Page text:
Thursday, November 16, 2023

Bad People Versus Bad Institutions

In his latest LOCUS essay, Cory Doctorow discusses whether "all the internet services we enjoyed and came to rely upon became suddenly and irreversibly terrible – as the result of moral decay." Setting aside the question of whether "irreversibly terrible" is a bit exaggerated, he reasonably states that "it’s tempting to think that the people who gave us the old, good internet did so because they were good people," and the internet was ruined, if it was, by bad people:

Don't Be Evil

The problem isn't that simple, however, since institutions, not individuals, created the internet. On the other hand, institutions comprise many individuals, some with honorable motives and some driven solely by the quest for profit. In short, "institutional action is the result of its individuals resolving their conflicts." Can corporations as such be evil? Doctorow doesn't seem to be saying that's the case. Every institution, private or public, includes multitudes of people, with conflicting goals, some good and some bad -- both the individuals and their goals. Moreover, as he doesn't explicitly mention, some people's characters and motivations are neither all good nor all bad. Many drift along with the corporate culture from fear of the consequences of resistance or maybe just from failure to think through the full implications of what's going on. He does seem to be suggesting, however, that vast, impersonal forces can shape negative outcomes regardless of the contrary wishes of some people involved in the process. "Tech didn’t get worse because techies [workers in the field] got worse. Tech got worse because the condition of the external world made it easier for the worst techies to win arguments."

What solutions for this quandary could be tried, other than "burn them [the allegedly villainous "giants of the internet" such as Amazon and Google] to the ground," in my opinion a bit too drastic? Doctorow insists, "A new, good internet is possible and worth fighting for," and lists some aspects he believes must change. Potential avenues for improvement can be summarized by the need to empower the people who mean well -- the ones Doctorow describes as "people within those institutions who pine for a new, good internet, an internet that is a force for human liberation" -- over those who disregard the concerns of their customers in single-minded greed for profit.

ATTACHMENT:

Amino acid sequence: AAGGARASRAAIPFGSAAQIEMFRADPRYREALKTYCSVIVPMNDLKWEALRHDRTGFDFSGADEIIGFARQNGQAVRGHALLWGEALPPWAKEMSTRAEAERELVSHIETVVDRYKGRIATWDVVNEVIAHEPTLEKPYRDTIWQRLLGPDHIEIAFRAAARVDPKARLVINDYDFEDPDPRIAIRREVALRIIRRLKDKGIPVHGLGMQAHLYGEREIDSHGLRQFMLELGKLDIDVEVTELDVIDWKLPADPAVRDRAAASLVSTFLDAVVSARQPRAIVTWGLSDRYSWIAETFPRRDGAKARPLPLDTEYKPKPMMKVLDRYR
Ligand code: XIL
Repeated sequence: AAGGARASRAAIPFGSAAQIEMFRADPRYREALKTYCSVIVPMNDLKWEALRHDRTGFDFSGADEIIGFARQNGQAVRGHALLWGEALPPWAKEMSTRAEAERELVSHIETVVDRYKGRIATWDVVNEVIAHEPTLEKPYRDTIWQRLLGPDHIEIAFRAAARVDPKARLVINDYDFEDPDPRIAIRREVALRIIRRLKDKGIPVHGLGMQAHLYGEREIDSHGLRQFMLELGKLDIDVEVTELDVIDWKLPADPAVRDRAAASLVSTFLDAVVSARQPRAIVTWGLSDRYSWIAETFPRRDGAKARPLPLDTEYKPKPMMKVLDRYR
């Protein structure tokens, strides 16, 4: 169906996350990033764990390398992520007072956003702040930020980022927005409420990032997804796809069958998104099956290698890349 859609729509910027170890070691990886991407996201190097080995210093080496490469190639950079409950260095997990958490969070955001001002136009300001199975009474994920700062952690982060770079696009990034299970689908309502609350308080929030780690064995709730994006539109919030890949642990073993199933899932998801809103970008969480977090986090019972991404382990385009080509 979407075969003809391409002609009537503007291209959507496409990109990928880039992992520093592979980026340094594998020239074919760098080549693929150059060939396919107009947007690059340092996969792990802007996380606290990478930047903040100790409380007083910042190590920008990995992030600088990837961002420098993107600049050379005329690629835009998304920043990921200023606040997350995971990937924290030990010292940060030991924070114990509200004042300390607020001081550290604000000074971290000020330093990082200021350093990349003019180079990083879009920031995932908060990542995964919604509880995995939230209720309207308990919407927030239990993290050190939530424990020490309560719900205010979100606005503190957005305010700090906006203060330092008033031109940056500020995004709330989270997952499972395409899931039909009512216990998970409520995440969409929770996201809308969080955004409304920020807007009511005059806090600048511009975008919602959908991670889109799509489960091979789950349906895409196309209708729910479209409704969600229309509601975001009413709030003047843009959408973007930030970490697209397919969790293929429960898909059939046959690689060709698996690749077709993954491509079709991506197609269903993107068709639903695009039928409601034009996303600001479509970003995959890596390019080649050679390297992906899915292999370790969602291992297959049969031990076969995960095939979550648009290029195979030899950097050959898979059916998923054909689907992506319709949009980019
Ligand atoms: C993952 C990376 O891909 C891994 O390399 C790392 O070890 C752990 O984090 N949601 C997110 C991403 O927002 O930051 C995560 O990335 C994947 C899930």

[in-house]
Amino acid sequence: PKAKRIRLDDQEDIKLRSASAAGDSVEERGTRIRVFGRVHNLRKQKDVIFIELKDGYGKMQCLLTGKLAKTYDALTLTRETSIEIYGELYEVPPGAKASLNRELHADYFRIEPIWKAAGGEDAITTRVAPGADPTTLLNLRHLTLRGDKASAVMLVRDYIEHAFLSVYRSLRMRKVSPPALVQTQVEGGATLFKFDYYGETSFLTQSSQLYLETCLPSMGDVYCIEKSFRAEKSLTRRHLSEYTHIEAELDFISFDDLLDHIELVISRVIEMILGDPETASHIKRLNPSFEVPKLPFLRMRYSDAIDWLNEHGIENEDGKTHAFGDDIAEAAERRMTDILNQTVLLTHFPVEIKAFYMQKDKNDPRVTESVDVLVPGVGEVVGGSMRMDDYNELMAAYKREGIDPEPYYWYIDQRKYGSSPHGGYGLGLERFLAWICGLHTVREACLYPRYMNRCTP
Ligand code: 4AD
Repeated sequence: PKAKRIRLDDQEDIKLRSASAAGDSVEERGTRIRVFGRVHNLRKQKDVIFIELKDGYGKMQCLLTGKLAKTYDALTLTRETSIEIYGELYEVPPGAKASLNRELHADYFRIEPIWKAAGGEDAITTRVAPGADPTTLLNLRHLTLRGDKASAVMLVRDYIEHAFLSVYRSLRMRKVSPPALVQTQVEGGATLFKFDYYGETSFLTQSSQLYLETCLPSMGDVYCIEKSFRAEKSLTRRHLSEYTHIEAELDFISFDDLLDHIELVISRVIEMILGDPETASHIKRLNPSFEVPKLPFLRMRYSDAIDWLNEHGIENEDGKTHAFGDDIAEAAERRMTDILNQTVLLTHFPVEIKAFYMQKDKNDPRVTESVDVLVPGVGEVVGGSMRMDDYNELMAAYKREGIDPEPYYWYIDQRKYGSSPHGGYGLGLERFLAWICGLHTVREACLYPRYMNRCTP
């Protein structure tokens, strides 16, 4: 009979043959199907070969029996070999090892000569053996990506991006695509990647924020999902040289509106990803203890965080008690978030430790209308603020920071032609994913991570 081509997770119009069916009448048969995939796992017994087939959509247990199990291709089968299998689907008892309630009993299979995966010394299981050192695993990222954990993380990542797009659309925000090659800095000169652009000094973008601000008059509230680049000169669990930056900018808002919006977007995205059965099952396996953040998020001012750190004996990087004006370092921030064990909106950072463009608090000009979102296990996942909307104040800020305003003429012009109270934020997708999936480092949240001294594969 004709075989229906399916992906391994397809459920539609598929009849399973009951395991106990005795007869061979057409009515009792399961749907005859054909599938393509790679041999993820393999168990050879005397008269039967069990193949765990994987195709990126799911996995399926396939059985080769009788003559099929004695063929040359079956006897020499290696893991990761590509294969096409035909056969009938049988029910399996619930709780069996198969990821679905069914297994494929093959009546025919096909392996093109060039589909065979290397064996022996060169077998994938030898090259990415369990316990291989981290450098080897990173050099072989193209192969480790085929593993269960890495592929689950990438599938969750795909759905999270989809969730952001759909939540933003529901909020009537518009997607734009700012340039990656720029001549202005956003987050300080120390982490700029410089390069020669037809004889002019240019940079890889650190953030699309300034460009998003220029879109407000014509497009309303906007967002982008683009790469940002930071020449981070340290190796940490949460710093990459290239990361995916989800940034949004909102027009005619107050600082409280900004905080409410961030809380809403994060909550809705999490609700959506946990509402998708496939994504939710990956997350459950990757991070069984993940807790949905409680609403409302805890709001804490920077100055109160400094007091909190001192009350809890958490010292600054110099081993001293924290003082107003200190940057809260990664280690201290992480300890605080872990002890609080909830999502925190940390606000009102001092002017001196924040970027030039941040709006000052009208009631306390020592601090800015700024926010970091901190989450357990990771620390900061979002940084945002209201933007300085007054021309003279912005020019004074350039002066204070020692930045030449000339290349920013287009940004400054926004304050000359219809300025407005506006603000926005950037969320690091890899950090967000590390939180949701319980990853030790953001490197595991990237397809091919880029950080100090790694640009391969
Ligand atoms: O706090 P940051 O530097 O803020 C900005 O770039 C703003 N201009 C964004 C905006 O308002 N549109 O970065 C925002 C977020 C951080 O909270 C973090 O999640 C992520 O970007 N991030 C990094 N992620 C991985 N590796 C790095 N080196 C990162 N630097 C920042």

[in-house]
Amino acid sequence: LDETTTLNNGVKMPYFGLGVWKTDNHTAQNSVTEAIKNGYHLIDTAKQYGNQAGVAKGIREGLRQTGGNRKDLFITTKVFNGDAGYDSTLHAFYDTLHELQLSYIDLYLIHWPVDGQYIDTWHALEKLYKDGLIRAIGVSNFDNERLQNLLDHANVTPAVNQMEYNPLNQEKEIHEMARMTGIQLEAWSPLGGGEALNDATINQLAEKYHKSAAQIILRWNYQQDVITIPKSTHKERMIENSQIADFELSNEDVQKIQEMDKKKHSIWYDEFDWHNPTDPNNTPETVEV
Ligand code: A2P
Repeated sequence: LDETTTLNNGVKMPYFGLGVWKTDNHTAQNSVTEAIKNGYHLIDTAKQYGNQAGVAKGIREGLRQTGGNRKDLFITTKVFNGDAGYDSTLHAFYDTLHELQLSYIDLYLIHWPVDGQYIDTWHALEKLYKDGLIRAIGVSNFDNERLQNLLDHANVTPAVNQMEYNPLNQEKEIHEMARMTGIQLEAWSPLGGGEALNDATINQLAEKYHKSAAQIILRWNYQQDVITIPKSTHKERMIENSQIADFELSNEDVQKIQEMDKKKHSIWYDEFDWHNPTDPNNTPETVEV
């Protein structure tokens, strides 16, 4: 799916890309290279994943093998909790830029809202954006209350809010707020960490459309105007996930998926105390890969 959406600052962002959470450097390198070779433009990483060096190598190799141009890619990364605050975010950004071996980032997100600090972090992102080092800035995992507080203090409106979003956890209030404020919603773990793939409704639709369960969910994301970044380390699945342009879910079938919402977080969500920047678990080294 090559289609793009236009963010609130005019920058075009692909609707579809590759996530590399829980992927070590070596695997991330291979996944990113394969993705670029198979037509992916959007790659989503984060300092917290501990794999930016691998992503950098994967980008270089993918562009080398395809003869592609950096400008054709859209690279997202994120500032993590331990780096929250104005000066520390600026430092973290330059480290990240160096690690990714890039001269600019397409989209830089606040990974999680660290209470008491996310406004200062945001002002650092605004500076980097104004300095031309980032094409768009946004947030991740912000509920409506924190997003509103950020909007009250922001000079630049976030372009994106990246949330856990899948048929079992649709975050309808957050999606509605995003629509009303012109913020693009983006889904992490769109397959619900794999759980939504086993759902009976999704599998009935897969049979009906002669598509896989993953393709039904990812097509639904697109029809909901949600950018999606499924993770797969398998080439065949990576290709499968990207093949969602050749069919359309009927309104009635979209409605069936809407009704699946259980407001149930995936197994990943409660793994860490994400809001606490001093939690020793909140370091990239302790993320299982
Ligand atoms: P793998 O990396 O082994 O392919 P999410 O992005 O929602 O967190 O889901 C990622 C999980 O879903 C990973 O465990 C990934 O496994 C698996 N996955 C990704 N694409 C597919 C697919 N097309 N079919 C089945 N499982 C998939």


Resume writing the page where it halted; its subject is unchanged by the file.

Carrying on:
On the wider topic of individual responsibility for the villainous acts of institutions over which one doesn't have any personal control, one might be reminded of the contemporary issue of reparations to historically oppressed groups. Of course, one can quit a job and seek a more ethical employer, but renouncing one's nationality or ethnic ancestry would be severely problematic. However, since that subject veers into "modpol" (modern politics, as strictly banned on an e-mail list I subscribe to), I'll simply point out C. S. Lewis's essay, in a different context, about repenting of other people's sins:

Dangers of National Repentance

Margaret L. Carter

Please explore love among the monsters at Carter's Crypt.

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